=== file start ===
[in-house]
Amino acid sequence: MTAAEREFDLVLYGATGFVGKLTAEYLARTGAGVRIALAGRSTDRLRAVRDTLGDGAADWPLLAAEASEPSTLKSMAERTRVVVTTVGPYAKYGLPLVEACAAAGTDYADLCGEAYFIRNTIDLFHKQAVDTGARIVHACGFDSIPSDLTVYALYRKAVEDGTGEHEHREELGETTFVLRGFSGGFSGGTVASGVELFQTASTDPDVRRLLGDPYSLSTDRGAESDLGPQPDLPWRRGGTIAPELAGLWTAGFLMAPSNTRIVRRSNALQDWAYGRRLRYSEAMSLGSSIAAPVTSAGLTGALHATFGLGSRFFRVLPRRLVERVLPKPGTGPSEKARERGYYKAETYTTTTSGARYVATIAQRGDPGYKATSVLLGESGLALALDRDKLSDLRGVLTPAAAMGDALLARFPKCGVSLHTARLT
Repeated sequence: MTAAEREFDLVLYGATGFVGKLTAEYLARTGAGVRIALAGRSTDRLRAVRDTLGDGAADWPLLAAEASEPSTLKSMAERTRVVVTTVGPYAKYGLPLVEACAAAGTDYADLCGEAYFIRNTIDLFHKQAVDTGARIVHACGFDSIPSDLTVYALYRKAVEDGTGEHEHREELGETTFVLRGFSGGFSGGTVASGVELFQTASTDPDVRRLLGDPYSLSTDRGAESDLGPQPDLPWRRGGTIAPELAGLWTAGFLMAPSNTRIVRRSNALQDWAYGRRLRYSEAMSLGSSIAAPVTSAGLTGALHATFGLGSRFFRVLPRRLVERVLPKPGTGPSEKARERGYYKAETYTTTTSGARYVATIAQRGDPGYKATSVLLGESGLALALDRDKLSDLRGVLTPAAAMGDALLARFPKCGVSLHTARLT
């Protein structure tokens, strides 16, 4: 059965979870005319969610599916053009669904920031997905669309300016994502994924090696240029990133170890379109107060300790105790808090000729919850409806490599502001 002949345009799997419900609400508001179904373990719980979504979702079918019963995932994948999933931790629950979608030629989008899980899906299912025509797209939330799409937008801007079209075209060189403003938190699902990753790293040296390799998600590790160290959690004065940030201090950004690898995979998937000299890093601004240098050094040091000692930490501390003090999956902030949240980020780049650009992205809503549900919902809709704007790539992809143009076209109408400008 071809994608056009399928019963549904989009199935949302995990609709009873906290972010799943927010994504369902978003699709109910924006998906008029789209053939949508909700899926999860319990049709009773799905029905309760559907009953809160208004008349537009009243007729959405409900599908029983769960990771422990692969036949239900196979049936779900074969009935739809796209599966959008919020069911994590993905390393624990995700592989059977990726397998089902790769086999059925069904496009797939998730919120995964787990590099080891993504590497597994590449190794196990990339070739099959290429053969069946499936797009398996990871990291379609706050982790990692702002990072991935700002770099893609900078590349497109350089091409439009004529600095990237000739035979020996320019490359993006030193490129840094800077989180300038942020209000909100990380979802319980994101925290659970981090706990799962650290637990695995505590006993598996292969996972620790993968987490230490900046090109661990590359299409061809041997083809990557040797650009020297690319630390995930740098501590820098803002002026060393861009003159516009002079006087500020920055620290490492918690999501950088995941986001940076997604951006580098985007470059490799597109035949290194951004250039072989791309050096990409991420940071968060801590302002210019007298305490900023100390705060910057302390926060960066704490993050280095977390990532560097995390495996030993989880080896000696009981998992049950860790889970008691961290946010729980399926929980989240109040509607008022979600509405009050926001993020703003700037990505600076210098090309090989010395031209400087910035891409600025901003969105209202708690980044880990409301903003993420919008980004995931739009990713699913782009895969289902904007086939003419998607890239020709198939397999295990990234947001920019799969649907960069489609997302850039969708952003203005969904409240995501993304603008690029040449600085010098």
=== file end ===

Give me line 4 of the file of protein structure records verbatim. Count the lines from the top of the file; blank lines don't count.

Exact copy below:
């Protein structure tokens, strides 16, 4: 059965979870005319969610599916053009669904920031997905669309300016994502994924090696240029990133170890379109107060300790105790808090000729919850409806490599502001 002949345009799997419900609400508001179904373990719980979504979702079918019963995932994948999933931790629950979608030629989008899980899906299912025509797209939330799409937008801007079209075209060189403003938190699902990753790293040296390799998600590790160290959690004065940030201090950004690898995979998937000299890093601004240098050094040091000692930490501390003090999956902030949240980020780049650009992205809503549900919902809709704007790539992809143009076209109408400008 071809994608056009399928019963549904989009199935949302995990609709009873906290972010799943927010994504369902978003699709109910924006998906008029789209053939949508909700899926999860319990049709009773799905029905309760559907009953809160208004008349537009009243007729959405409900599908029983769960990771422990692969036949239900196979049936779900074969009935739809796209599966959008919020069911994590993905390393624990995700592989059977990726397998089902790769086999059925069904496009797939998730919120995964787990590099080891993504590497597994590449190794196990990339070739099959290429053969069946499936797009398996990871990291379609706050982790990692702002990072991935700002770099893609900078590349497109350089091409439009004529600095990237000739035979020996320019490359993006030193490129840094800077989180300038942020209000909100990380979802319980994101925290659970981090706990799962650290637990695995505590006993598996292969996972620790993968987490230490900046090109661990590359299409061809041997083809990557040797650009020297690319630390995930740098501590820098803002002026060393861009003159516009002079006087500020920055620290490492918690999501950088995941986001940076997604951006580098985007470059490799597109035949290194951004250039072989791309050096990409991420940071968060801590302002210019007298305490900023100390705060910057302390926060960066704490993050280095977390990532560097995390495996030993989880080896000696009981998992049950860790889970008691961290946010729980399926929980989240109040509607008022979600509405009050926001993020703003700037990505600076210098090309090989010395031209400087910035891409600025901003969105209202708690980044880990409301903003993420919008980004995931739009990713699913782009895969289902904007086939003419998607890239020709198939397999295990990234947001920019799969649907960069489609997302850039969708952003203005969904409240995501993304603008690029040449600085010098």